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Guest Thinkers

Self-Righteousness and Kink: Perfect Together?

Props to my colleague Lindsay Beyerstein for this great catch yesterday: Tea Party favorite Sharron Angle’s campaign received a donation from someone who listed her employer as “husband” and her occupation as “slave.” Maybe it’s just a joke (boring). Or maybe this couple is in one of those Christian “submitted wife” relationships (unlikely, given that “slave” isn’t the sort of rhetoric that culture promotes). But maybe this is an “out” dominant/submissive couple. That shouldn’t be a surprise, if so. Contrary to stereotypes, there’s good evidence that conservatives worldwide are more likely than liberals to have non-vanilla sex lives.

Obviously I’m not talking about high-profile Republican kink, like the $2000 the party spent at a bondage-themed strip club or the curious habits of some of its senators. We’re looking at the rank and file. In this online survey, for instance, 81 percent of Republican respondents reported that they’d used blindfolds, handcuffs or other restraints during sex. Democrats came in at 77 percent on that one. Almost half the Republicans said they had filmed themselves during sex, compared to 38 percent of the Democrats.

Of course, the sample here was biased (it consisted of visitors to the website of Good Vibrations, the sex-toy store). A statistically sounder indicator is Benjamin Edelman’s finding that in the United States, “red” states have the highest rates of subscription to online porn. You can read the paper, “Red Light States,” in pdf form, here. Similarly, as P.Z. Myers showed last month, for Google searches of kinky pornographic terms (“horse sex,” “rape video” and the like), the leading nations are officially cultural conservatives: Pakistan, India, Saudi Arabia and the United Arab Emirates.

Are these data signs of the allure of the forbidden? Maybe. Perhaps, though, they reflect what Chen-Bo Zhong and Katie Liljenquist call the “Macbeth effect,” after Lady Macbeth’s attempt to wash away her sins by scrubbing her hands. Some years ago, Zhong and Liljenquist found that people who’d been prompted to think about a past ethical lapse were more eager to wash their hands then were people who had been reminded of some virtuous act they’d done. The washing ritual had an effect on their behavior: Asked to give time for no pay to a desperate grad student’s project, three-quarters of those who had not washed did volunteer. Of those who did wash, only 41 percent stepped forward to help.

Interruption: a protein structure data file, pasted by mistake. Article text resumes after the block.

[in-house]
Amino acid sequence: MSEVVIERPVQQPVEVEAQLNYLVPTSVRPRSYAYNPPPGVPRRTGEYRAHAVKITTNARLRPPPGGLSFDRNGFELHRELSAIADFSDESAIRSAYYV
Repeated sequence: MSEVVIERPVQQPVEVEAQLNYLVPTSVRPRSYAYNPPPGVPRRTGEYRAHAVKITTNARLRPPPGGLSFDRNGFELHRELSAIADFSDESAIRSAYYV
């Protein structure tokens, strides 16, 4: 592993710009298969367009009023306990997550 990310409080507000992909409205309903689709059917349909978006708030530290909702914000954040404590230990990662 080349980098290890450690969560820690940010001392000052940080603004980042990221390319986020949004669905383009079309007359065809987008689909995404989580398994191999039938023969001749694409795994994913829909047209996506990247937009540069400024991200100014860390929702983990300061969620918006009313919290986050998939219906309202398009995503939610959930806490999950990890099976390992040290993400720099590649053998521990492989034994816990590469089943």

Similarly, Simone Schnall and her colleagues have found that letting people wash has an effect on how they feel about using a kitten to get off sexually, taking money from a lost wallet, or other ethically dubious acts. Cleaning up, which makes people feel purer physically as well as morally, left them more accepting of the kitten-sex idea than were people who, not having washed, felt themselves to be a little dirtier.

We tend to think that a self-righteous sense of your own virtue makes you less accepting of “sin,” however it’s defined by your community. (Important caveat there: I’m not passing judgment on dom/sub couples or Pakistani “donkey sex” searches; rather, I’m focussing on the gap between ideology in the public square and whatever is whimpering, meowing or purring contentedly in one’s private life). But maybe our expectations get it exactly backwards. Perhaps believing yourself to be the holiest, purest, most righteous and civic-minded paragon in the neighborhood is just the sort of mindset that makes a search for “camel sex,” or “sub lifestyle,” feel like no big deal.

Benjamin Edelman (2009). Red Light States: Who Buys Online Adult Entertainment? Journal of Economic Perspectives, 23 (1) DOI: 10.1257/jep.23.1.209

Zhong CB, & Liljenquist K (2006). Washing away your sins: threatened morality and physical cleansing. Science (New York, N.Y.), 313 (5792), 1451-2 PMID: 16960010

Schnall S, Benton J, & Harvey S (2008). With a clean conscience: cleanliness reduces the severity of moral judgments. Psychological science : a journal of the American Psychological Society / APS, 19 (12), 1219-22 PMID: 19121126


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